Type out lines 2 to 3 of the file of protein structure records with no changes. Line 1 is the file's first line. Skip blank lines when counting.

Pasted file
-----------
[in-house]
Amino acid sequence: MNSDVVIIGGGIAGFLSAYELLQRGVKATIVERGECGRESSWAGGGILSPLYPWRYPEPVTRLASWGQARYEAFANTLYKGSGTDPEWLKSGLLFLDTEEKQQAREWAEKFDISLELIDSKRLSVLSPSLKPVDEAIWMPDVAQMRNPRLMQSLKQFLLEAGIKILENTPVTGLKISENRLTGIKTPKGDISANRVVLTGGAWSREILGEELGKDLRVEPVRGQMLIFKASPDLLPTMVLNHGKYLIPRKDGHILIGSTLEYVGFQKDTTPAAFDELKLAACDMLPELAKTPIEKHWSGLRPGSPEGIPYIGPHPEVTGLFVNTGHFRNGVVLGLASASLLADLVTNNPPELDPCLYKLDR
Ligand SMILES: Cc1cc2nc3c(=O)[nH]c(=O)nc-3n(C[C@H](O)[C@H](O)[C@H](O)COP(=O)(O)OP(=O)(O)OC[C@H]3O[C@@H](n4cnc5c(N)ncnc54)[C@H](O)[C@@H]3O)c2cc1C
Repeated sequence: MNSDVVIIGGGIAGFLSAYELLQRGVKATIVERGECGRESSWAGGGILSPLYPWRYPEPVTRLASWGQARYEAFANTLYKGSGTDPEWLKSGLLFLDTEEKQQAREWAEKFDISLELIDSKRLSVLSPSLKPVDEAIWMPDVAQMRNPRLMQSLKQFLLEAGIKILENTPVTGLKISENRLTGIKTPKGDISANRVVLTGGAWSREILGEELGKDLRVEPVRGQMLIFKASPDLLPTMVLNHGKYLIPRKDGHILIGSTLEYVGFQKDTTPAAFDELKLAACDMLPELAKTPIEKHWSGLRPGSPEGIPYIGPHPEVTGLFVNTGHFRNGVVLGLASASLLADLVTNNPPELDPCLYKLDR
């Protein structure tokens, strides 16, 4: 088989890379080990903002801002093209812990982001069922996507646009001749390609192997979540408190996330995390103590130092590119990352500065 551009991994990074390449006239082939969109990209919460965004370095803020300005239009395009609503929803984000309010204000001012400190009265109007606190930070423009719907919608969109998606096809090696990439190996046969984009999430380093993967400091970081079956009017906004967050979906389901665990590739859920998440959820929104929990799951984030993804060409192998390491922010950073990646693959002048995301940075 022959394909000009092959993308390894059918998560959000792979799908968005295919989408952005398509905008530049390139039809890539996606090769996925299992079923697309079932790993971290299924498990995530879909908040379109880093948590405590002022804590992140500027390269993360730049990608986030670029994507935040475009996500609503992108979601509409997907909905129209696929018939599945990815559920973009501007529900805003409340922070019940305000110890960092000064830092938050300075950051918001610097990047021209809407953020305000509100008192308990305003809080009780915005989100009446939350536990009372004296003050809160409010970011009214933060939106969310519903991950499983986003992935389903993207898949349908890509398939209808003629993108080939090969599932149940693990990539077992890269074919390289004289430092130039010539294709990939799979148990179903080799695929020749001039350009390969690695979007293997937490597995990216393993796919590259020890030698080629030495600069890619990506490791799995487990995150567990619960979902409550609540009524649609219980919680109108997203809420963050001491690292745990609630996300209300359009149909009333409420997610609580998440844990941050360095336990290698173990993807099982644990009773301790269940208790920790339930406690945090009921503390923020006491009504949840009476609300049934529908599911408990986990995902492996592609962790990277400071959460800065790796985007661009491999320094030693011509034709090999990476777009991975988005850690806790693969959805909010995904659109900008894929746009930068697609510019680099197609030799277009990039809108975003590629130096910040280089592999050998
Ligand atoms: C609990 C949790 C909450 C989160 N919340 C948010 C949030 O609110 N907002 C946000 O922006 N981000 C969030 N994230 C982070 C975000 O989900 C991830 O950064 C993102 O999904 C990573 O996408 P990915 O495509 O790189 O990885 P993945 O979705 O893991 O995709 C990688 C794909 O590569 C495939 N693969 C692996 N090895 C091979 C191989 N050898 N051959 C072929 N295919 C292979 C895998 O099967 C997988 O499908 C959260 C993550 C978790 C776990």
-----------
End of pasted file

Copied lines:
Amino acid sequence: MNSDVVIIGGGIAGFLSAYELLQRGVKATIVERGECGRESSWAGGGILSPLYPWRYPEPVTRLASWGQARYEAFANTLYKGSGTDPEWLKSGLLFLDTEEKQQAREWAEKFDISLELIDSKRLSVLSPSLKPVDEAIWMPDVAQMRNPRLMQSLKQFLLEAGIKILENTPVTGLKISENRLTGIKTPKGDISANRVVLTGGAWSREILGEELGKDLRVEPVRGQMLIFKASPDLLPTMVLNHGKYLIPRKDGHILIGSTLEYVGFQKDTTPAAFDELKLAACDMLPELAKTPIEKHWSGLRPGSPEGIPYIGPHPEVTGLFVNTGHFRNGVVLGLASASLLADLVTNNPPELDPCLYKLDR
Ligand SMILES: Cc1cc2nc3c(=O)[nH]c(=O)nc-3n(C[C@H](O)[C@H](O)[C@H](O)COP(=O)(O)OP(=O)(O)OC[C@H]3O[C@@H](n4cnc5c(N)ncnc54)[C@H](O)[C@@H]3O)c2cc1C